Saturday, November 29, 2014

Christmas Craft FREEBIE

Tomorrow I am going to be a substitute Sunday School teacher in my son's class. Since it will be the first day of advent, I decided to work in this craft I made last year. I was inspired by the Thanksgiving Story beads I had done for years. I thought, "Why not retell the Christmas Story using the same idea?"  You can make bracelets, ornaments, necklaces, or just retelling strings. All you need are pony beads and twine, leather, or ribbon. 

Here is a quick run down of each bead's significance.
1 blue for the land of Israel, the place of Christ's birth
1 white for the messenger angel who appeared to Mary
1 yellow for the taxes that had to paid in Bethlehem
1 brown for the stable where Jesus would be born
1 brown for the manger they laid him in
1 green for the shepherds in their fields that night
1 white for the angel who brought them glad tidings
1 white for the heavenly host who sang praises
1 black for the shepherds who made their way through the night
1 yellow for the star that shone in the sky
3 purples for the wise men who brought gifts fit for a king

I have all of the directions, story summary sheets, and a mini-coloring book to go with the bead craft available in this freebie from my store. You can grab yours {HERE} or on the picture below. 
I am linking up with Ashley Reed for her "Have Yourself a Crafty 'Lil Christmas" party. Click the button below to see more idea posts. 

Friday, November 28, 2014

The Animals' Santa by Jan Brett

Did you know that Jan Brett has a new book out for Christmas? It is called The Animals' Santa. It is the sweetest book! It is all about a hare named Little Snow. He wants to know if the animals have their own Santa. His brother and friends all talk about gifts they have received. They all have their own theories about who their Santa could be. Little Snow thinks they are all fooling him. The animals don't have a Santa, but around midnight they all find out who their Santa really is!

I love anything Jan Brett writes, and this one is sure to be a classic just like her other works! I created a book study to go along with this new book. You can check it out {HERE} or on the pic below. It is packed with meaningful activities that are directly related to the text.

Here is a quick, little Animals' Santa freebie for you, too! Click {HERE} or on the pic to download your copy. :)
I found this awesome video on Jan Brett's YouTube channel. She gives you a little tour inside of her studio. You get to meet the rabbit she used as the inspiration for her illustrations. Then, she does a step by step guide on how to draw Little Snow. I am sure you will enjoy it! 

Now, go grab your own copy of the book! You will LOVE it!

Wednesday, November 26, 2014

Main Idea and Supporting Details

Do your students struggle with identifying main ideas and supporting details? Do they have a hard time summarizing? Do they ever just give name the topic (like Sharks) when asked for the main idea? Do they pick a random fact that they found interesting instead of the true main idea?

Main idea has been the bane of my teaching career! This is one of the hardest things for kids to master because it is so complex. So, I created a set of activities that deals specifically with this set of skills. I just listed them in my store. This will be ON SALE for Thanksgiving Day 2014. You can find out more {HERE} or on the pic below. The freebie below is also in the pack.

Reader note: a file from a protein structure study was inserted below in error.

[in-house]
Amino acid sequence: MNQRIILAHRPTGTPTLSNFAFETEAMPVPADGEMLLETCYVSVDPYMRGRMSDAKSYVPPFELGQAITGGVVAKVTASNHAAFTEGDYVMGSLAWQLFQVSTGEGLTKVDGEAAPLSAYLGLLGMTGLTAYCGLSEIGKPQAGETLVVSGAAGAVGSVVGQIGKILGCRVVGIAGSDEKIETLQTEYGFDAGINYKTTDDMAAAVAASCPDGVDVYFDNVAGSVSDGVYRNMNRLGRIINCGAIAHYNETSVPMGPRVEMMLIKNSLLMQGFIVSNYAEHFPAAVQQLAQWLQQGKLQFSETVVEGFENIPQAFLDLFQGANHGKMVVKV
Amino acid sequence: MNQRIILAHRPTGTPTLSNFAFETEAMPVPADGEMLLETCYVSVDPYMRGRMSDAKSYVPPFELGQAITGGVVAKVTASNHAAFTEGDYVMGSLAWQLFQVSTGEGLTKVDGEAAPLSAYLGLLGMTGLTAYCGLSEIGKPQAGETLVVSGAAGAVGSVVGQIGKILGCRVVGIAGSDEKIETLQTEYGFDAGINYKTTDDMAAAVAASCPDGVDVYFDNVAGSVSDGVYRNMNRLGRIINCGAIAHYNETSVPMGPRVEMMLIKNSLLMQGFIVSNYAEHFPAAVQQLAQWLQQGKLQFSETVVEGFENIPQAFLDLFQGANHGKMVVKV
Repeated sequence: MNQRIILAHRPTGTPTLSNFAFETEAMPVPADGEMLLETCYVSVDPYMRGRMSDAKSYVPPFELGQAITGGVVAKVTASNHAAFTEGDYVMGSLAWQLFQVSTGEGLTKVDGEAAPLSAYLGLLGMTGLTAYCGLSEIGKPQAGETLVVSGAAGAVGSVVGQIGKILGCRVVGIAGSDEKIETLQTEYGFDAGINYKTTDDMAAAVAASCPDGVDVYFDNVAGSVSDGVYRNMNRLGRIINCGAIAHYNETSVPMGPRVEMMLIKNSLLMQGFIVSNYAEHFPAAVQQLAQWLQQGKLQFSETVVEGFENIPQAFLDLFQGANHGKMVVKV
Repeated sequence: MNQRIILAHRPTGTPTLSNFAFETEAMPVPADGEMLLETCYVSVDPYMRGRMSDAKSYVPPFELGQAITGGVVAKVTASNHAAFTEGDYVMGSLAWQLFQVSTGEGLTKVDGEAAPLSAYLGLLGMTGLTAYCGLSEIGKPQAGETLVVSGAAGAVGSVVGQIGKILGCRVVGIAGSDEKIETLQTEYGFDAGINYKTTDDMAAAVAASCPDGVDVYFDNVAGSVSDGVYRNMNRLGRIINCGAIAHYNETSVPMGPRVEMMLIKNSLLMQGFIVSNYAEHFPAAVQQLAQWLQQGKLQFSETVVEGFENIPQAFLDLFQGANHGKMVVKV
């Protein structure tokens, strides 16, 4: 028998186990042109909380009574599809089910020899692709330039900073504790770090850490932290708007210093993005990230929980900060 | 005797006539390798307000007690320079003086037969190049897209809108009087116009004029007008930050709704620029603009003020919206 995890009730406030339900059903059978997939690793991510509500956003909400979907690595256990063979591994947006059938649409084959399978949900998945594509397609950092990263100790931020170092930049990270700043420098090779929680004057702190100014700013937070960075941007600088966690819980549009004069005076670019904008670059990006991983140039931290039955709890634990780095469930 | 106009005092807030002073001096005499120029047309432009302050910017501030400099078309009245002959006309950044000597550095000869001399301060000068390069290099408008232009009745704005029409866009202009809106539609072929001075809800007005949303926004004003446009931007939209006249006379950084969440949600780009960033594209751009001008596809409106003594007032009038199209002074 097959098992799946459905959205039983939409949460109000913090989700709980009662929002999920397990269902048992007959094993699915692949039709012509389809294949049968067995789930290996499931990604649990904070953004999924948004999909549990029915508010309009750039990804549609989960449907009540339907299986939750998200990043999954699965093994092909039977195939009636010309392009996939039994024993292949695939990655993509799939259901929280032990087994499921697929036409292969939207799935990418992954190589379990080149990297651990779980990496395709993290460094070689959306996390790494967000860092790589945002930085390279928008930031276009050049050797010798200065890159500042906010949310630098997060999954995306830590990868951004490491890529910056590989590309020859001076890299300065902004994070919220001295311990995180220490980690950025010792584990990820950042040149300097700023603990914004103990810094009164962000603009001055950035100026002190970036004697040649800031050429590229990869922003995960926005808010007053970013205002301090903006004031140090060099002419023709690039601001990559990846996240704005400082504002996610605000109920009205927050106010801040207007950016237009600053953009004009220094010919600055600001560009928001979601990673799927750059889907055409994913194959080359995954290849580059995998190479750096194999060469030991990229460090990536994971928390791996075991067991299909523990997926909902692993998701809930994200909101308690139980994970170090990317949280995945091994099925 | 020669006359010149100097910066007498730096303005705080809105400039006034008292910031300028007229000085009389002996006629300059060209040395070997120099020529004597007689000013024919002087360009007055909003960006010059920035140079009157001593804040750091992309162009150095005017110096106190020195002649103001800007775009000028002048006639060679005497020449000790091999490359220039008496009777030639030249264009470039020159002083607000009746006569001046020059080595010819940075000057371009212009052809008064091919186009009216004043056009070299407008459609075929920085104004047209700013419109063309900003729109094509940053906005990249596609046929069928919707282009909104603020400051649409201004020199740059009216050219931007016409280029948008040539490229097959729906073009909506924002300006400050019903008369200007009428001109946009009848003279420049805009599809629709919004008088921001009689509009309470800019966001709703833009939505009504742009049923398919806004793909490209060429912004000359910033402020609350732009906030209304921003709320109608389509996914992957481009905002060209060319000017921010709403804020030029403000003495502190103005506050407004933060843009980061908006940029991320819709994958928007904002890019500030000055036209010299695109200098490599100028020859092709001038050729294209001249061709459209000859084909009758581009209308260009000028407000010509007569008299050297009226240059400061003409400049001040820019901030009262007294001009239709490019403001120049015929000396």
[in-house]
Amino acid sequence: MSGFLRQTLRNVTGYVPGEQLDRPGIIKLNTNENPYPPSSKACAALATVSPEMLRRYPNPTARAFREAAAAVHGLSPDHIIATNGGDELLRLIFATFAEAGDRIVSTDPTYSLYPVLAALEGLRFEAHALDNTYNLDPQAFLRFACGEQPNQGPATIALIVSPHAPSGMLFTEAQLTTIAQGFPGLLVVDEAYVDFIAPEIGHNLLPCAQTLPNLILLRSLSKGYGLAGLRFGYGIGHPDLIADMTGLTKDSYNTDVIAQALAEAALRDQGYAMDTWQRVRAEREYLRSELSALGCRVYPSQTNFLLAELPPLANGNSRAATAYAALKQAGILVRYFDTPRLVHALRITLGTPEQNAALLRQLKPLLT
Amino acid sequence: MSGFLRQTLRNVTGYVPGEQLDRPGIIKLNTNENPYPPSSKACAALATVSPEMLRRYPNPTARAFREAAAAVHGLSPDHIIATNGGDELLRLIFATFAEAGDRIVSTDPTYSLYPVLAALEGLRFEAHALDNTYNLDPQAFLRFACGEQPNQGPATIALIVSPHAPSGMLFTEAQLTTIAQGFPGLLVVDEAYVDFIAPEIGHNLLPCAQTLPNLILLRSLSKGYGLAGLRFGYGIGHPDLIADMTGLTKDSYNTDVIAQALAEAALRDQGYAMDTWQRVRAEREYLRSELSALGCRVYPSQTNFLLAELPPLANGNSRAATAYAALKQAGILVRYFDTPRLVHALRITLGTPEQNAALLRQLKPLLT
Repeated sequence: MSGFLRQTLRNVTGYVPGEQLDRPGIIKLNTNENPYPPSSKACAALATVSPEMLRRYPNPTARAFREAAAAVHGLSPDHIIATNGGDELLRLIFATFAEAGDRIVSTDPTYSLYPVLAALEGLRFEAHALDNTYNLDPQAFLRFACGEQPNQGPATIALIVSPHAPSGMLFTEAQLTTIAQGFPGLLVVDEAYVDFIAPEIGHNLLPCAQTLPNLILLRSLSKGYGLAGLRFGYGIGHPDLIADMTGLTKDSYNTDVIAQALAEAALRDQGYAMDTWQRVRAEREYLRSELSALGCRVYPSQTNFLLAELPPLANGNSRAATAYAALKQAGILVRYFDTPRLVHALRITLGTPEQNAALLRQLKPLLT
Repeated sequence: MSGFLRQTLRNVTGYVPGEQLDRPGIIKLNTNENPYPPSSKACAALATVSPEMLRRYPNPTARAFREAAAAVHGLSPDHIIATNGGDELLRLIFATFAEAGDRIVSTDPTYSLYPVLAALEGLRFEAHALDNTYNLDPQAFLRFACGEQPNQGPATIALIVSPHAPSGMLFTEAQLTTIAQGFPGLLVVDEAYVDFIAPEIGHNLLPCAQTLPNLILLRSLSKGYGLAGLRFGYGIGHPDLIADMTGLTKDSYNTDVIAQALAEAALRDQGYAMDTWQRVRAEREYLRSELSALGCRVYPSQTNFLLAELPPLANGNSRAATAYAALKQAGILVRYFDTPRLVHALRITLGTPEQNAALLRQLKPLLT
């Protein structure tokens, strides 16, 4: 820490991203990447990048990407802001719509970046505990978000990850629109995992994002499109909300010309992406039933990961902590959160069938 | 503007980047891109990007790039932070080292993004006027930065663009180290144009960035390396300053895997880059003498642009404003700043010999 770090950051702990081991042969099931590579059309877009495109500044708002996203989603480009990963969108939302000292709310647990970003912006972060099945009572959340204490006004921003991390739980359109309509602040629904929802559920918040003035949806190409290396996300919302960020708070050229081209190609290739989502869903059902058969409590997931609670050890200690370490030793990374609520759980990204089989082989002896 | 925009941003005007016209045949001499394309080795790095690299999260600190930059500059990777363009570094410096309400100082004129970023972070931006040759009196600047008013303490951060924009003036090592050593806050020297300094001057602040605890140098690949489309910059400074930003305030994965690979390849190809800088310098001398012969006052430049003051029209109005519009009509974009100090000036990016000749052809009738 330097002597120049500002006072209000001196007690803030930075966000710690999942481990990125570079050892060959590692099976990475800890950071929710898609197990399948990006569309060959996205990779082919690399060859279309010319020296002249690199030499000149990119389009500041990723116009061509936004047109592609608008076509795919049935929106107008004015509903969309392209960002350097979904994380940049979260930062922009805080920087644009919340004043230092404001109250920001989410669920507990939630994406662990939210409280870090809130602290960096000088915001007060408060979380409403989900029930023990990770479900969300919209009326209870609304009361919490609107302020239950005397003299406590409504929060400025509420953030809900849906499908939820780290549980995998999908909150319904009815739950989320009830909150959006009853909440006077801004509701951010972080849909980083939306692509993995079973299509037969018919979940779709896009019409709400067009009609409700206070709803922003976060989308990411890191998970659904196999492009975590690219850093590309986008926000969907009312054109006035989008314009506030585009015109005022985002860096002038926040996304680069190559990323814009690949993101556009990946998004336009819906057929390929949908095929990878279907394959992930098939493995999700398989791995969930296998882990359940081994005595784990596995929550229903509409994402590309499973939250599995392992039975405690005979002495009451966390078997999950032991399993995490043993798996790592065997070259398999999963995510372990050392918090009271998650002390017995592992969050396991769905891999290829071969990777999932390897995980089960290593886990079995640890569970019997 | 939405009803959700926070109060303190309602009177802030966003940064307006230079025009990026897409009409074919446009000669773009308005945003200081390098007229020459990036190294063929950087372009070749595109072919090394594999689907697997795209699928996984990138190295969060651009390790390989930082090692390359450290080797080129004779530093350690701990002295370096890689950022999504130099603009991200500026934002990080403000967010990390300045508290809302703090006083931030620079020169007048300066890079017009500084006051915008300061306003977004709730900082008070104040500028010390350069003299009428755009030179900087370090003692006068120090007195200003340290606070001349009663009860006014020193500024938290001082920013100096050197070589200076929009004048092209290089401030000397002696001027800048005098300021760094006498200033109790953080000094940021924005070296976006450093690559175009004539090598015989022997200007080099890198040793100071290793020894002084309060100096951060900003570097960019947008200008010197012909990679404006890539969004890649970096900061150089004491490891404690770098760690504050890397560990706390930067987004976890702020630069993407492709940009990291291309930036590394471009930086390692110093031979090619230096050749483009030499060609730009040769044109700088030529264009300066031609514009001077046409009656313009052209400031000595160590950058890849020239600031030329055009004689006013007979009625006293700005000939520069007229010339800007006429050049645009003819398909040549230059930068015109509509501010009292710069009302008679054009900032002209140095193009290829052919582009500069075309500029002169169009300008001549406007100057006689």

Here is a quick sample freebie for you, too! 
Have you seen all of the awesome videos on the Almost a Third Grader channel on YouTube? This teacher is AWESOME! You can view her channel {HERE}. This video clip is an awesome introduction to main idea and supporting details.
Happy Thanksgiving to you and yours! Thanks for reading my random ramblings! :)

Monday, November 24, 2014

Executive Function: What Every Teacher Should Know

Executive Function is a growing buzz word in education. In my own school, I am hearing it more and more often. Our educational psychologist mentioned that we will all be receiving training soon. I knew that it sounded like something that could impact quite a few of my students. So, I did a little research of my own. I thought I would share my findings with you. I hope this will help you can get a jump start on helping this increasingly identified population, too. 

So, what is executive function? What difficulties do these students have? How can we help? Our school's brilliant educational psychologist explains it like this.
Imagine that your brain is an orchestra. All of the different processes you need for functioning in school are the various sections of the orchestra. Executive function serves as the conductor. It should manage the tempo or pace. It should cue and cut off certain processes with precision timing. However, if you have executive function deficits you may be expecting to conduct Pachelbel's Canon in D, but it comes out sounding like an orchestra when they are warming up to perform. Wouldn't that be terribly frustrating and discouraging?

How many students do you have that could be described in these terms? Of course, not all of them have executive function issues. Some people are lazy. Some people are messy by choice. These students do not wish to be so. They have a real disorder. Here are 3 quick examples for various ages.

Adult: I have a precious friend who has a learning disability. She also has issues with executive function. She is always a day late and a dollar short as they say. Crisis mode is her standard operating procedure. We once showed up to help her move to a new house. She and her husband were in an argument. She had not only not packed a single thing yet, but she had even forgotten to purchase the moving boxes. Nothing was packed, and it was moving day! Some other crisis or distraction had taken priority all week. 

Teenager: My own daughter has A.P.D.. You can read her story here. She also has some minor struggles with executive function. We have been able to overcome most of them, and I am so proud of her. Before she learned her coping strategies, when she was given a project in school, she would not know how to begin or divide up the task into smaller tasks. Her notebooks were a mess! She didn't know how to file anything because she could not decide where it belonged.